Let me introduce myself. My name is Mark Sisson. I’m 63 years young. I live and work in Malibu, California. In a past life I was a professional marathoner and triathlete. Now my life goal is to help 100 million people get healthy. I started this blog in 2006 to empower people to take full responsibility for their own health and enjoyment of life by investigating, discussing, and critically rethinking everything we’ve assumed to be true about health and wellness...Tell Me More
It’s Friday, everyone! And that means another Primal Blueprint Real Life Story from a Mark’s Daily Apple reader. If you have your own success story and would like to share it with me and the Mark’s Daily Apple community please contact me here. I’ll continue to publish these each Friday as long as they keep coming in. Thank you for reading!
I have been completely Primal for just over a year, and working towards that for almost three years. It has changed my life from feeling like I was living in an unlit and windowless room, to really participating in life and finding fulfillment. It’s been that dramatic.
I was an active, healthy kid with a good diet until I was twelve. My home life became very unstable. I was moved around a lot, and lived with several different relatives and attended different schools. It was hard on me. I was a very introverted kid to begin with, and I didn’t make friends. I read books and did homework and ate. I quickly became very sedentary, and very sad, and I had access to a lot of processed, sugary foods that my mother had never kept in my childhood home. I was given a lot of autonomy over my diet, and I quickly became addicted to these foods.
By the time I was 16, I weighed 240 lbs at 5’7″ and I was extremely depressed, bulimic and very unhealthy, with bad skin. That was the year I was also diagnosed with PCOS, an explanation for my painful, irregular periods and other symptoms. I tried to lose weight by restricting calories, but when I was depressed I would care less about my long-term health than my need for something comforting to eat. So I would binge, and feel guilty, and purge, and my bulimia got worse.
By the time I was 18 and living on my own, I was very sick. I was binging and purging more or less all day long, sometimes close to ten times a day. I remember feeling very scared the first time I threw up and had blood start pouring like water from my nose. I was more scared to stop throwing up, though. I wasn’t having periods at all, but occasionally I would go to the bathroom and find that there was nothing but blood in the toilet. That scared me, too.
When I was 20, living alone and in college, my depression and bulimia continued, and I also started drinking, alone, most nights. The nights I didn’t drink alcohol, I would do other drugs. I also started smoking. Once I was intoxicated, I would go out for a walk, alone, in my very bad neighborhood at three in the morning. I would occasionally get bursts of energy, and in one such burst, I got a new roommate, a new job, and I joined a community group. Then I was assaulted by someone I thought was my friend. I felt like my depression was a black hole sucking me in, that my life would just feel worse and worse until I died. I wanted so badly to die, but I was afraid to kill myself. I was hoping, I think, that the world would take care of it for me.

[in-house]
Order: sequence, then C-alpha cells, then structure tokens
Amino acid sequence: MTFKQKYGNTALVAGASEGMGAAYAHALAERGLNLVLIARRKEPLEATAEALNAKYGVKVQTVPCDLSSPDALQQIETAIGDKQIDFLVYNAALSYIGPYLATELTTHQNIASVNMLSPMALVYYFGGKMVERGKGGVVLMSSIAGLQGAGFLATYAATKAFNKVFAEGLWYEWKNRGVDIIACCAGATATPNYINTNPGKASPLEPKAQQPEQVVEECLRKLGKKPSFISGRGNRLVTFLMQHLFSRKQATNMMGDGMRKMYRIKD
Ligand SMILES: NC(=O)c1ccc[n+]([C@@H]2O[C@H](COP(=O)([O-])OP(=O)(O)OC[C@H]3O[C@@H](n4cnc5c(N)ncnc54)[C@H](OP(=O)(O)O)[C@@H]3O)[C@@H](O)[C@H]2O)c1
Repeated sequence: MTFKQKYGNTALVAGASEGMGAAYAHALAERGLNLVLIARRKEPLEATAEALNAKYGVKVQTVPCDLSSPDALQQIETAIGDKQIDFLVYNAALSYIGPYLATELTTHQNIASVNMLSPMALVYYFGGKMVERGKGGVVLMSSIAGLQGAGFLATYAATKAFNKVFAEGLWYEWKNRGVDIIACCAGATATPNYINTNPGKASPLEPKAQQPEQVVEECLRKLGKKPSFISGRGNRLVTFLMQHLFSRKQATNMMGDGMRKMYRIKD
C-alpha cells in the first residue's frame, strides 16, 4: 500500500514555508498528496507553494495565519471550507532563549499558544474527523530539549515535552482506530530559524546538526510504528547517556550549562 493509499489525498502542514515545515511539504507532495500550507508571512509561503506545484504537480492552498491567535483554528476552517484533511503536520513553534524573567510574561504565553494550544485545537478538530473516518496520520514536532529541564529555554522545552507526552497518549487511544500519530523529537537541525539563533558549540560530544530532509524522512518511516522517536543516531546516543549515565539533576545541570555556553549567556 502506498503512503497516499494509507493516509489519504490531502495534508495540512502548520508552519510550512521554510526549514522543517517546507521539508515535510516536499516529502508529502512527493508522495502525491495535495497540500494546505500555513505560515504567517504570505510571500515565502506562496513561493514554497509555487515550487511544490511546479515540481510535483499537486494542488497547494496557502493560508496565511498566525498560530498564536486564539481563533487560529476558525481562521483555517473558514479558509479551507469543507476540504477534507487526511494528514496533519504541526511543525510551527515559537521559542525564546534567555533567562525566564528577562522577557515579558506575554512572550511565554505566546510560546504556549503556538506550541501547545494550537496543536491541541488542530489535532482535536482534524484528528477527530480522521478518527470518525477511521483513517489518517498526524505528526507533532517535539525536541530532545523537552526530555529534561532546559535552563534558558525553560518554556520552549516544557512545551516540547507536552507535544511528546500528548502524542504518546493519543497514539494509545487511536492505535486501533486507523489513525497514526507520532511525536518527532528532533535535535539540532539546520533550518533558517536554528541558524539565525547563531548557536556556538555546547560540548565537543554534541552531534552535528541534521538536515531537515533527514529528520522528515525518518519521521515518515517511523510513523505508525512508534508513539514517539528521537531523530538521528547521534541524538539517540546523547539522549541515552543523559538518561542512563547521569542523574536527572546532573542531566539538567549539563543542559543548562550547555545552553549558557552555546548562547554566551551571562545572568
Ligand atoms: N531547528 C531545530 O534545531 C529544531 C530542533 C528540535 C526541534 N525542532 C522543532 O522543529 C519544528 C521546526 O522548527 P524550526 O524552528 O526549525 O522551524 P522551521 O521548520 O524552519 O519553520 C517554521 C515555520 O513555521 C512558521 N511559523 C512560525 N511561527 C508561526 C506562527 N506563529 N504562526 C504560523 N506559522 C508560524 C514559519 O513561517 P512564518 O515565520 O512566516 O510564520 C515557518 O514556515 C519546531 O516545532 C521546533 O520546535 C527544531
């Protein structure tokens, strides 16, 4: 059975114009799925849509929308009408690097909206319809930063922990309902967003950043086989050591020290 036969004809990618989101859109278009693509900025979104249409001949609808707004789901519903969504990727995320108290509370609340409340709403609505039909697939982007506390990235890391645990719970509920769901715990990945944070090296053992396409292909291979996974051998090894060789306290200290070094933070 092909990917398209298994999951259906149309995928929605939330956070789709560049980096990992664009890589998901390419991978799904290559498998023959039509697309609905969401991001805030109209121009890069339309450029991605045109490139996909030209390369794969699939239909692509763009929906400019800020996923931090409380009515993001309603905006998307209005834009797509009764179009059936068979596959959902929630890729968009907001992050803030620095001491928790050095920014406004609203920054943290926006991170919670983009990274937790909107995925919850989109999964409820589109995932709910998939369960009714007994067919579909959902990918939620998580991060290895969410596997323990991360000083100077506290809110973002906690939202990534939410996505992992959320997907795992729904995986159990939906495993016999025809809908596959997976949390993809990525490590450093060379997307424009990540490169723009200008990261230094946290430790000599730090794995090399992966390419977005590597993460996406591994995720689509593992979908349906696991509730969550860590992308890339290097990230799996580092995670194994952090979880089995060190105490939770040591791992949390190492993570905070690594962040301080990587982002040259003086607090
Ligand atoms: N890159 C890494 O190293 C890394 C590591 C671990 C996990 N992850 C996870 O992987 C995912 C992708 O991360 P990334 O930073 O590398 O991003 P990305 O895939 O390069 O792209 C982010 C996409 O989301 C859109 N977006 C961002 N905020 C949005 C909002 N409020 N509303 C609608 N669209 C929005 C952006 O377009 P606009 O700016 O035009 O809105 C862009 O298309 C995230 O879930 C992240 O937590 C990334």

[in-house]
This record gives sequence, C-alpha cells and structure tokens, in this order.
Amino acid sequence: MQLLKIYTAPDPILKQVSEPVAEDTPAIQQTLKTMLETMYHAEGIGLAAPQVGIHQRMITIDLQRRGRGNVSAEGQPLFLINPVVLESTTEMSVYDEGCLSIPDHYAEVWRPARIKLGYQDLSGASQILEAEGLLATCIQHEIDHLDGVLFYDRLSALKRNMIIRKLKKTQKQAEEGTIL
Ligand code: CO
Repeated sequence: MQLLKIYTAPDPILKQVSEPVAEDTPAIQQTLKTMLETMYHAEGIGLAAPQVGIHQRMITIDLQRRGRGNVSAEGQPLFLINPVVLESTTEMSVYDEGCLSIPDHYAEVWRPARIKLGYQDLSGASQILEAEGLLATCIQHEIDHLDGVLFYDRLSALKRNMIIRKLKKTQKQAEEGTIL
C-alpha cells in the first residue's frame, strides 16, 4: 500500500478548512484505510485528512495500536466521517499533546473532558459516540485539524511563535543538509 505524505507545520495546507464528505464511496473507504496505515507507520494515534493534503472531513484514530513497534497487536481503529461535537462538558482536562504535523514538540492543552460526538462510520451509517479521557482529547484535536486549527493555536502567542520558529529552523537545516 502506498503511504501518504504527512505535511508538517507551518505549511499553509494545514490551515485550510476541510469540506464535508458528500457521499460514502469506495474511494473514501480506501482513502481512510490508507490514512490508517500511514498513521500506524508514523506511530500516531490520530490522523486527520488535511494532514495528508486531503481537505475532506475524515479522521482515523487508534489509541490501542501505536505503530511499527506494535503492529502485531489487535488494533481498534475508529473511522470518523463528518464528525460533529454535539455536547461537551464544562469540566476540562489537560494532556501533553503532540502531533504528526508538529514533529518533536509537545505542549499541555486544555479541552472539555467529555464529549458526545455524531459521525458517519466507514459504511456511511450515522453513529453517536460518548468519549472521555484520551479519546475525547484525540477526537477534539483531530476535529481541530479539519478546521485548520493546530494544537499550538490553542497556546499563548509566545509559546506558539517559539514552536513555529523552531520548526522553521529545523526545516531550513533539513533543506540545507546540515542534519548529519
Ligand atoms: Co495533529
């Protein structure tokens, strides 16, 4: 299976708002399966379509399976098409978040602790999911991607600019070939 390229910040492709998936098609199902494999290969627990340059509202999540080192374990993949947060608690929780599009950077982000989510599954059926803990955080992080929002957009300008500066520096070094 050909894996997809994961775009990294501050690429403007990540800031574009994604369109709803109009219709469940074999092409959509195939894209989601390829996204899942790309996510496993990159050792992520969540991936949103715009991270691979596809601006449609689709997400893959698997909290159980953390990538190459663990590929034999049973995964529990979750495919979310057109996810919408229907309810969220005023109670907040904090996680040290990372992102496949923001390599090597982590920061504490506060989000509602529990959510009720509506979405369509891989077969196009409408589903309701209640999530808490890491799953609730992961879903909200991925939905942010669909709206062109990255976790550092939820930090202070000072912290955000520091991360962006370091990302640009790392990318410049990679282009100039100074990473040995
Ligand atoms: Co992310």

When I was 22, I had another one of these moments when my depression lifted. I bought a gym membership this time. I started going all the time, I would use the gym sometimes, and run on the treadmill. I wanted to know what to do at the gym, so I was looking at lots of online resources. I found nerdfitness.com, and through them, I found Mark’s Daily Apple. I remembered that a customer at my old job had, a couple of times, mentioned that he ate a caveman diet, but I hadn’t cared to look into it at the time.
When I did read about eating like a caveman, it resonated with me. I had started learning how to cook, and I was enjoying it, so the idea of a diet made of whole, unprocessed ingredients appealed to the chef in me. I love reading about science, so the more I read, the more it appealed to me, and the more Primal principles I started to apply to my own life.
I found that not counting calories and not throwing up was nerve-wracking. I gained weight at first, started purging again. I stopped weighing myself. The better my diet gets, the less I get an urge to binge. With no binging, I don’t purge. I slip up once in a while, but those incidents are getting further and further apart. I also got a physical job that I love: working in the produce department at the grocery store. I lost a lot of weight. My high weight was around 290 lbs, and now I weigh between 155 and 165 lbs.
My depression started to lift even more after I eliminated grains and sugar from my diet. Within 3 months I could feel a major shift. I no longer had long periods of apathy and hopelessness interrupted by the occasional “good month.” I now feel very calm and still inside. I feel tethered, and even when I do get sad (because it’s got to rain sometimes), it no longer feels like I’m getting sucked into a black hole of depression. It will pass, and I’ll be stronger.
I am stronger. I get stronger all the time, and calmer, and happier. That’s what keeps me doing this caveman gig. I’m so strong, in fact, that this spring I’m leaving on an adventure, I’m going to walk across the USA, from my home on Vancouver Island, to my parents’ home in Connecticut!
Thank you for giving me the tools I needed to save myself.